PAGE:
Support Hyperallergic’s independent arts journalism.
Roving around New York City with an airline beverage cart, artists Theresa Loong and Laura Nova collect oral stories for a multimedia cookbook. By hosting potlucks at a senior citizens center on the Lower East Side or inviting the public to learn about Kreplach soup at the Eldridge Street Synagogue, the artists’ Feed Me a Story project considers “what it means to be an American.” Their current installation in a vendor stall of the Essex Street Market includes over 20 video stories recorded last year during the week of Thanksgiving.
“There’s quite a diverse history in the city, and what’s fascinating about the Lower East Side in particular is which immigrants were there in the 1800s, and then the 1900s,” Loong told Hyperallergic. “We’re touching upon different cultures, including Jewish culture and people from Puerto Rico and Latin America, and working with other organizations and people who frequent the area both as residents and also who are shopping and socializing. There is a culture that is something that’s been changing.”
Loong and Nova met in the Essex Street Market, at the counter of the eclectic Shopsin’s. Five years later, they created the installation in collaboration with Cuchifritos Gallery + Project Space, a program of Artists Alliance Inc.
“The project really brings our backgrounds together nicely, with Theresa coming from more of the film and documentary side and me from more social engagement public artworks,” Nova said. The duo also noted that their personal histories are complementary, with Loong growing up in New Jersey and often visiting Chinatown in Manhattan with her Chinese-American family, while Nova’s Jewish grandparents lived on the Lower East Side soon after immigrating, a neighborhood in which she later lived.
Each iteration of Feed Me a Story involves investigating the cultural heritage of an area, such as tracking down an army wife’s 1845 wedding punch to serve at an intervention in 2012 on the ferry to the demilitarized Governors Island, where the artists traded cups for food stories. On Ellis Island, they exchanged donuts for oral family recipes, referencing the donuts handed out by Salvation Army volunteers to immigrants at the beginning of the 20th century. By asking questions like “What was the first recipe you learned to cook?” and “What dish reminds you of home?,” Loong and Nova encourage sensorial memories on two of our oldest community activities: talking and sharing a meal.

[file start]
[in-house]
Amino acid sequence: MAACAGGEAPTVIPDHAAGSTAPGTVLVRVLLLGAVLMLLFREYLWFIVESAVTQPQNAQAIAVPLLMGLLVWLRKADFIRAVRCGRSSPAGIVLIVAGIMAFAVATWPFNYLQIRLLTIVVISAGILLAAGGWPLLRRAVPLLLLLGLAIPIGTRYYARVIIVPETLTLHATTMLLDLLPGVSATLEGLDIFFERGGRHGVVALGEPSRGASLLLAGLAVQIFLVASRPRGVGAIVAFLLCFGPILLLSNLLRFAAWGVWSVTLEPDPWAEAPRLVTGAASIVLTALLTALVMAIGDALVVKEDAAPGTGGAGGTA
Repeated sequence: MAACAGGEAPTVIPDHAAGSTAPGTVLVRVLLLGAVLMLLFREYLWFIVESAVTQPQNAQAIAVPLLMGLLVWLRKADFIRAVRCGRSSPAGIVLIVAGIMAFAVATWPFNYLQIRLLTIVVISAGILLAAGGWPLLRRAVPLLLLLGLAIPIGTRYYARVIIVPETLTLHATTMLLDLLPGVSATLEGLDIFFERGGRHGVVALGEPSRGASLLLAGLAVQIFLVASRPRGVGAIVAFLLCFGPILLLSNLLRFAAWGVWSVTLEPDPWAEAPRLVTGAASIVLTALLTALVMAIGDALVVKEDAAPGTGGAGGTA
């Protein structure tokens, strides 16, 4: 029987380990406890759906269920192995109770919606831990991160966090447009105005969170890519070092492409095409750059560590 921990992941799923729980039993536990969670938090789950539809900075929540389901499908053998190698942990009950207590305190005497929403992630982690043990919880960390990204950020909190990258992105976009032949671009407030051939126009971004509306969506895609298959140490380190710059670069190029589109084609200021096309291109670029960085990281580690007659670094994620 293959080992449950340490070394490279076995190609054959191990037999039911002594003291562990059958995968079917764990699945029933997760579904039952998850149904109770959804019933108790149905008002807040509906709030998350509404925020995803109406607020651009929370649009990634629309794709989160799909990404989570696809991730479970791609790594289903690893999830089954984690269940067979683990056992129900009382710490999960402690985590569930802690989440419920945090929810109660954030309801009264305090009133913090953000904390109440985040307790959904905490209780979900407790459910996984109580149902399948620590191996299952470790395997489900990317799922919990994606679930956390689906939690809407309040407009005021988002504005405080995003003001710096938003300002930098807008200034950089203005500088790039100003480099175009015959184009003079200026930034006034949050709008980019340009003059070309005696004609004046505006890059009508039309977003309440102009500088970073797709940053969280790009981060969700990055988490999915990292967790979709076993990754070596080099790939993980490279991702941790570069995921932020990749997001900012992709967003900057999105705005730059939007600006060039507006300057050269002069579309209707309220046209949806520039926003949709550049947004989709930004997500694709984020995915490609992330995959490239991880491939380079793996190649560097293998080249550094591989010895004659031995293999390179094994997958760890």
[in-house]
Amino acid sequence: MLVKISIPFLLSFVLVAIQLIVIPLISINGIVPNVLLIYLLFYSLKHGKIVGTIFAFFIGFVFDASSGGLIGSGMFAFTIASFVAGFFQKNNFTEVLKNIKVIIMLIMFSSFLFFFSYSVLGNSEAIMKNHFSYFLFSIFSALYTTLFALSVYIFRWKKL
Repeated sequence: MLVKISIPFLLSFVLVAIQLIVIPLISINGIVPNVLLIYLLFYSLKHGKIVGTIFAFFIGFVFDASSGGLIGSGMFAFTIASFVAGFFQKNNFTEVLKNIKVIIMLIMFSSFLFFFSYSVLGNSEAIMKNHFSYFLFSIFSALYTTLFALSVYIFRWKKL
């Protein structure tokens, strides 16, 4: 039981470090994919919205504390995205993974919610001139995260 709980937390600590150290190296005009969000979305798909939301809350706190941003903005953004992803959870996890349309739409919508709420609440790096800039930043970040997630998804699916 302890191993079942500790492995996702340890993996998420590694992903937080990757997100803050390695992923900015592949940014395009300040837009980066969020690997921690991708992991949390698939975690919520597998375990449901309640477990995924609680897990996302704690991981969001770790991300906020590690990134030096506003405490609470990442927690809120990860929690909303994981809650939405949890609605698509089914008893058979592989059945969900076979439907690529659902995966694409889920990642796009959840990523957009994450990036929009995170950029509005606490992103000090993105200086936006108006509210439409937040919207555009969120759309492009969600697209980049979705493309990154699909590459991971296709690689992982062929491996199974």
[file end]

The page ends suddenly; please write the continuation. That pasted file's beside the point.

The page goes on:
The Essex Street Market videos feature both customers and vendors, and can be watched from a bench in the market, as well as on the Feed Me a Story site, along with recipes. For instance, Brenda Schreier, a weekly shopper at the market, discusses her “Shabbas with a Little Dash,” and how although she’s married to a Jewish man and now practicing herself, she can still find kosher neck bones for her African-American family’s old recipes. Chin, a Queens resident via Myanmar who works at Essex Farm, gives her fish and “a thoke” (Burmese Salad) Thanksgiving dish, and customers Ramón, from Puerto Rico, and Gaddiel, who lives on the Lower East Side, relate the Singing Butternut Squash Soup they’re preparing (because “everything will taste better” if made while singing).
“We’re looking to create more works like this where we’re collaborating with the community and bringing these stories that people share, and hopefully using our website to get people to contribute more videos to our collective video cookbook,” Loong said.
The market itself opened in 1940, although it will soon be moving across the street as part of the Essex Street Crossing complex. It started catering mainly to Jewish and Italian immigrants, and endures as a gathering point for the food traditions in the neighborhood. Thanksgiving, albeit still problematically attached to a fable of colonization, is a holiday all about simply meeting for a meal. Whether Seiko, who states that this is her first Thanksgiving after arriving in New York City from Japan, relaying her recipe for vegan pumpkin dumplings, or the Brooklyn-born Danielle discussing her South Carolinian grandmother’s top-secret mac and cheese recipe (so covert she makes it at night), Feed Me a Story connects these disparate experiences into a vocal and vibrant portrait of New York City’s diversity.
Feed Me a Story by Theresa Loong and Laura Nova continues at the Essex Street Market (120 Essex Street, Lower East Side, Manhattan) through December 15.